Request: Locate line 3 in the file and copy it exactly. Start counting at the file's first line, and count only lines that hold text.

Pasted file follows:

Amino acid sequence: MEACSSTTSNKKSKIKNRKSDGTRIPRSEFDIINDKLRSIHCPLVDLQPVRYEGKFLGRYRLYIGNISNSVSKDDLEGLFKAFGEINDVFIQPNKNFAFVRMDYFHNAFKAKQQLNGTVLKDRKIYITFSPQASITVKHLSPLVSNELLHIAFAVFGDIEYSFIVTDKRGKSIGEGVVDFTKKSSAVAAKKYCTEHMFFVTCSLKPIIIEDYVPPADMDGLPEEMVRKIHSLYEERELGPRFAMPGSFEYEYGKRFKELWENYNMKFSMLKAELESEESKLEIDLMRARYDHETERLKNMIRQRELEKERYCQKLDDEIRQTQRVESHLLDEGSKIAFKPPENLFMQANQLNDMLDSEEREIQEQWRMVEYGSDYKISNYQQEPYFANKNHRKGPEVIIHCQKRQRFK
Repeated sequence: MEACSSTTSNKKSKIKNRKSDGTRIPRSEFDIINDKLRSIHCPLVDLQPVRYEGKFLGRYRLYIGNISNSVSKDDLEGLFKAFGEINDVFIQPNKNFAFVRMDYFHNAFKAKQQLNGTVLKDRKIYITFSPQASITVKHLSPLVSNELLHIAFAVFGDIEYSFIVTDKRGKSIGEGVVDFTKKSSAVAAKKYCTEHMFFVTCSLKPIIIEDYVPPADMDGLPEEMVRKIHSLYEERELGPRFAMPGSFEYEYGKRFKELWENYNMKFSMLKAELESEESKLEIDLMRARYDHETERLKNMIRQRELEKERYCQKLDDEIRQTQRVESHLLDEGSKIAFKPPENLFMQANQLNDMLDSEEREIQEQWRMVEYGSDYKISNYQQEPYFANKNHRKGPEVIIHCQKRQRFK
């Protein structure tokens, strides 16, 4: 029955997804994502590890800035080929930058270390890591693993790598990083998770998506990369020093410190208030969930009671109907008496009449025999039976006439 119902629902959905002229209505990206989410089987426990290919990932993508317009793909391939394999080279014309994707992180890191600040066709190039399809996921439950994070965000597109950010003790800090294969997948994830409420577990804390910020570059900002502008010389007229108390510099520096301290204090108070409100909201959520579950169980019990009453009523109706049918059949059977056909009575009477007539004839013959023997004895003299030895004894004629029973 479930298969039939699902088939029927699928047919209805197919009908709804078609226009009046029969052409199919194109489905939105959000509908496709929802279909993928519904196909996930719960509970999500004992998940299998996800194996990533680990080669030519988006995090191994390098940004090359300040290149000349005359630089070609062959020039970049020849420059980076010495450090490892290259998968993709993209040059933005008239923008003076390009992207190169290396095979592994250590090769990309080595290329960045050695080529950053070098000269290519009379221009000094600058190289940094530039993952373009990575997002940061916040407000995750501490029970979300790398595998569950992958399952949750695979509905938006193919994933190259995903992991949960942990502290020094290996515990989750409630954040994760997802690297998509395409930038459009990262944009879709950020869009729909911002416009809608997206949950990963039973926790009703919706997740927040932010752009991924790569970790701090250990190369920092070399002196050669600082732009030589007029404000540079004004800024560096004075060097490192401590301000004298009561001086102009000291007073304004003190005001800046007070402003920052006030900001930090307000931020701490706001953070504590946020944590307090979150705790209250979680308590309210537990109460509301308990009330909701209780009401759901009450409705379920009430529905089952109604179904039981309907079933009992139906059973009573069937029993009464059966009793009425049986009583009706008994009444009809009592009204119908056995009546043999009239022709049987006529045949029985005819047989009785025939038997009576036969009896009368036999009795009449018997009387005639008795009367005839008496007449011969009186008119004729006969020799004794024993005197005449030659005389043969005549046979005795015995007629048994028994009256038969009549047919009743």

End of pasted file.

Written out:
């Protein structure tokens, strides 16, 4: 029955997804994502590890800035080929930058270390890591693993790598990083998770998506990369020093410190208030969930009671109907008496009449025999039976006439 119902629902959905002229209505990206989410089987426990290919990932993508317009793909391939394999080279014309994707992180890191600040066709190039399809996921439950994070965000597109950010003790800090294969997948994830409420577990804390910020570059900002502008010389007229108390510099520096301290204090108070409100909201959520579950169980019990009453009523109706049918059949059977056909009575009477007539004839013959023997004895003299030895004894004629029973 479930298969039939699902088939029927699928047919209805197919009908709804078609226009009046029969052409199919194109489905939105959000509908496709929802279909993928519904196909996930719960509970999500004992998940299998996800194996990533680990080669030519988006995090191994390098940004090359300040290149000349005359630089070609062959020039970049020849420059980076010495450090490892290259998968993709993209040059933005008239923008003076390009992207190169290396095979592994250590090769990309080595290329960045050695080529950053070098000269290519009379221009000094600058190289940094530039993952373009990575997002940061916040407000995750501490029970979300790398595998569950992958399952949750695979509905938006193919994933190259995903992991949960942990502290020094290996515990989750409630954040994760997802690297998509395409930038459009990262944009879709950020869009729909911002416009809608997206949950990963039973926790009703919706997740927040932010752009991924790569970790701090250990190369920092070399002196050669600082732009030589007029404000540079004004800024560096004075060097490192401590301000004298009561001086102009000291007073304004003190005001800046007070402003920052006030900001930090307000931020701490706001953070504590946020944590307090979150705790209250979680308590309210537990109460509301308990009330909701209780009401759901009450409705379920009430529905089952109604179904039981309907079933009992139906059973009573069937029993009464059966009793009425049986009583009706008994009444009809009592009204119908056995009546043999009239022709049987006529045949029985005819047989009785025939038997009576036969009896009368036999009795009449018997009387005639008795009367005839008496007449011969009186008119004729006969020799004794024993005197005449030659005389043969005549046979005795015995007629048994028994009256038969009549047919009743």